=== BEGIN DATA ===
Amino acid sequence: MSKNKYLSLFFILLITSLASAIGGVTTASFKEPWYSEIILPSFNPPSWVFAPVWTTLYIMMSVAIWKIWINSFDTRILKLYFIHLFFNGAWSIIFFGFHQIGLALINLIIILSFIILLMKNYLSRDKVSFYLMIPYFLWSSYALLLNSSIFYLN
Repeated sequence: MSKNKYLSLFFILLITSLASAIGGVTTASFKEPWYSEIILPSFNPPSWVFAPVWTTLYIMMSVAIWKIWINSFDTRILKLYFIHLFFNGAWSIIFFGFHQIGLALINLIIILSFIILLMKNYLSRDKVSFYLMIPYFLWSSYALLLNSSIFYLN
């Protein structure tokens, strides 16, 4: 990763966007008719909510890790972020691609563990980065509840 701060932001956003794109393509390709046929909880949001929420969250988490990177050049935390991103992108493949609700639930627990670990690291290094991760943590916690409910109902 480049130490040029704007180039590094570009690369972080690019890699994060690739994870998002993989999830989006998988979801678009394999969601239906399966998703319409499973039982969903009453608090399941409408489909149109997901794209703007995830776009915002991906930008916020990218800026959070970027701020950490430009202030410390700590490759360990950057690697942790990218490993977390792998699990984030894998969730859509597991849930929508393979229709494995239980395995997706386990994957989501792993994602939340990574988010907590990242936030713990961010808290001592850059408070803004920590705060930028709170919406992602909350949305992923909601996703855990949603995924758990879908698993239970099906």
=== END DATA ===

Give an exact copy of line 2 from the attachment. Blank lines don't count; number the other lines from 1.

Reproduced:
Repeated sequence: MSKNKYLSLFFILLITSLASAIGGVTTASFKEPWYSEIILPSFNPPSWVFAPVWTTLYIMMSVAIWKIWINSFDTRILKLYFIHLFFNGAWSIIFFGFHQIGLALINLIIILSFIILLMKNYLSRDKVSFYLMIPYFLWSSYALLLNSSIFYLN